It’s long been known that you can target cancer cells by getting rid of the microtubules,” Canman says. Chemotherapy drugs such as Docetaxel inhibit the microtubules so the cancer cells can’t create more of themselves. Most healthy cells in an adult don’t go through the division process. Cells in your hair follicles and in the lining of your intestines do, though, and that’s why patients on chemotherapy feel nauseous and lose their hair.

Canman set out to determine how the division process — microtubules stretching and then cleaving in some precise location — was regulated. “I wanted to see if a bipolar spindle was required,” she says. That meant testing the prevailing assumption about mitosis.

A bipolar spindle is a type of microtubule that, with one end connected to the chromosomes and the other attached to the dividing wall, helps push and pull the cell apart. Canman collaborated with Salmon and fellow students Lisa Cameron and Paul Maddox. Together they spent six years finding their answers, developing new tools along the way to test their hypothesis that the chromosomes were providing some key chemical instruction to the microtubules. The team created a “mutant protein” that kept the cell’s light switch on, so to speak, as well as improving the microscopic imaging that allowed them to see single microtubules.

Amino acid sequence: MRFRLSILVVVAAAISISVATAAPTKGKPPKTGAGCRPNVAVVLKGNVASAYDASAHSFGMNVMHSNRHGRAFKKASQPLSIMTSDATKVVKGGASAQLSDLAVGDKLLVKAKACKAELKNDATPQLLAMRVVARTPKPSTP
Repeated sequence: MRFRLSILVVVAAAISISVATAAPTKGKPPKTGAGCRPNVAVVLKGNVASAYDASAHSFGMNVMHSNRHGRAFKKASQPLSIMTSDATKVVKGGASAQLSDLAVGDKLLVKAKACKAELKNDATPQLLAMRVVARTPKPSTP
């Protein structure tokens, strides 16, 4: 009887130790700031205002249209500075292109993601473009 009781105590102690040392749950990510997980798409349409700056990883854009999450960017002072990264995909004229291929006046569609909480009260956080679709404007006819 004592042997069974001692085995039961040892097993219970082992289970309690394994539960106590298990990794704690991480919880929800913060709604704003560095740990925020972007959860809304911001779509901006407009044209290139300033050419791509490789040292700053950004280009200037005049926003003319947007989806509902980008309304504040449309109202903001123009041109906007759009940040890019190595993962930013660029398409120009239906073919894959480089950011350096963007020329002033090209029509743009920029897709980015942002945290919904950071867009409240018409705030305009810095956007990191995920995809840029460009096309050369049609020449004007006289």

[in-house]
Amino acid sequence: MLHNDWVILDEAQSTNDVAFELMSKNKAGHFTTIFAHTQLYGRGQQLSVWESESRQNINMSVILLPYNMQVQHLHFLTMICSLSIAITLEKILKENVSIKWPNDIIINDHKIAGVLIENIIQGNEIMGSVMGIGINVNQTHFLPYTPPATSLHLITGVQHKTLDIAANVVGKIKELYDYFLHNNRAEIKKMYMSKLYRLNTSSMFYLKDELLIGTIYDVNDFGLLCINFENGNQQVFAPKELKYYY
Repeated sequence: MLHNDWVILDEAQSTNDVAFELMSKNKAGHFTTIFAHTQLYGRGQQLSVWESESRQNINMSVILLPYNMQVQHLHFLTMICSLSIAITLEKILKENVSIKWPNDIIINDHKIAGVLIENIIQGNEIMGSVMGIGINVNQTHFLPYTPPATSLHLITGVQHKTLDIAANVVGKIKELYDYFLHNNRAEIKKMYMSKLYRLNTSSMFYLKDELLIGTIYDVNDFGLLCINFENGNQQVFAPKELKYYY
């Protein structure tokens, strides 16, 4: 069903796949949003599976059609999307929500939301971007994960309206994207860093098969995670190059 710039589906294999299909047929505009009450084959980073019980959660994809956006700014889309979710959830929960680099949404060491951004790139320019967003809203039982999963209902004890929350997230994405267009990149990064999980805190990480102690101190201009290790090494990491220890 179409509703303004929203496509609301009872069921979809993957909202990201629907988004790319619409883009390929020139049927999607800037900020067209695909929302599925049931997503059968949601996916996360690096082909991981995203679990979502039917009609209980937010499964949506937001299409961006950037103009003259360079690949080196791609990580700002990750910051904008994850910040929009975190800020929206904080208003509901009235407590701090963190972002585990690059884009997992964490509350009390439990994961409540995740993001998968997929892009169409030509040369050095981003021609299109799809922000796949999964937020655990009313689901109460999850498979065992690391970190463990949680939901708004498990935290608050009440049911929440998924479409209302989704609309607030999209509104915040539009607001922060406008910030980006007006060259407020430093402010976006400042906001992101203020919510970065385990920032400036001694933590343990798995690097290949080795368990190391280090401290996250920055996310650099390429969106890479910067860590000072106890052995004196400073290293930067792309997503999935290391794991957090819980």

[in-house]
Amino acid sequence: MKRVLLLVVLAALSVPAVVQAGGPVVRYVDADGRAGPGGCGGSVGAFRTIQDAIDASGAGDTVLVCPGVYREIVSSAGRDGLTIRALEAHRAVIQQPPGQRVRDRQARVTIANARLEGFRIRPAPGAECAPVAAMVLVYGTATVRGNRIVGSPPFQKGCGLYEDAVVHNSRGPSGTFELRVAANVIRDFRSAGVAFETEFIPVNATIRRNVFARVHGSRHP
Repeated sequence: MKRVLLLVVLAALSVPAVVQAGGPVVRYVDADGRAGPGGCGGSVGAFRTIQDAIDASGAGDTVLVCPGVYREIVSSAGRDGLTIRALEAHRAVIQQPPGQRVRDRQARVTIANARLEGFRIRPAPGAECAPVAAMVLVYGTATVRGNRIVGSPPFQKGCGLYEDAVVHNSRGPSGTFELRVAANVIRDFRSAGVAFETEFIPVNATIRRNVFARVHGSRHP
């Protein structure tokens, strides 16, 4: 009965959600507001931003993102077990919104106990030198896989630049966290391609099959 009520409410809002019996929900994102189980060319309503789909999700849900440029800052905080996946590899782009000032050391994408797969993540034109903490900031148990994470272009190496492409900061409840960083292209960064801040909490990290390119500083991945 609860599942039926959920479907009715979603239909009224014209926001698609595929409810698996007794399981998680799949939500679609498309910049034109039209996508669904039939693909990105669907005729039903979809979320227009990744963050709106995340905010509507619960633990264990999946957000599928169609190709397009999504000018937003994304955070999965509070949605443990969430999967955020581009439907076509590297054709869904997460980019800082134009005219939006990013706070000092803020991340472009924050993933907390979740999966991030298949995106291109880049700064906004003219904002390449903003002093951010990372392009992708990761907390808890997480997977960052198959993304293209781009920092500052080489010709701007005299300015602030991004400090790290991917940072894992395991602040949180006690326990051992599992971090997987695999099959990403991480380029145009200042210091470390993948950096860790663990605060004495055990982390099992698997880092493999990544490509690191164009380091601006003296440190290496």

The clincher to understanding mitosis, Canman says, came to her only after repeatedly watching her movies of the cell dividing. Sometime around the hundredth movie, she says, a tiny detail jumped out at her. One end of a half spindle was clearly connected to the chromosome. So, a bipolar spindle wasn’t necessary.

Canman knew that Salmon — “a perfect mentor” who welcomes calls at home — would mirror her excitement, so she interrupted an important meeting to tell him about what she’d found.

The team had previously published a paper about the role of microtubules in cytokinesis in the journal Current Biology. Now that they had more answers, they submitted a letter to the journal Nature (“Determining the position of the cell division plane”).

When the journal came out, Canman sent a friend to a bookstore in Portland to buy three copies for her. “I’m proud of myself,” she says.

Canman has moved on to the University of Oregon, where she is a postdoctoral researcher searching for more answers about cell division. Taylor, meanwhile, has begun her doctoral research with the hypothesis that land crabs use the same skeletal mechanisms as marine crabs.

Their efforts at understanding the shape shifting all around us — on the beach and under the microscope — help us shed, little by little, the casings of our knowledge. Like our dividing cells, our knowledge multiplies.

Anton Zuiker was a student who formerly contributed to Endeavors.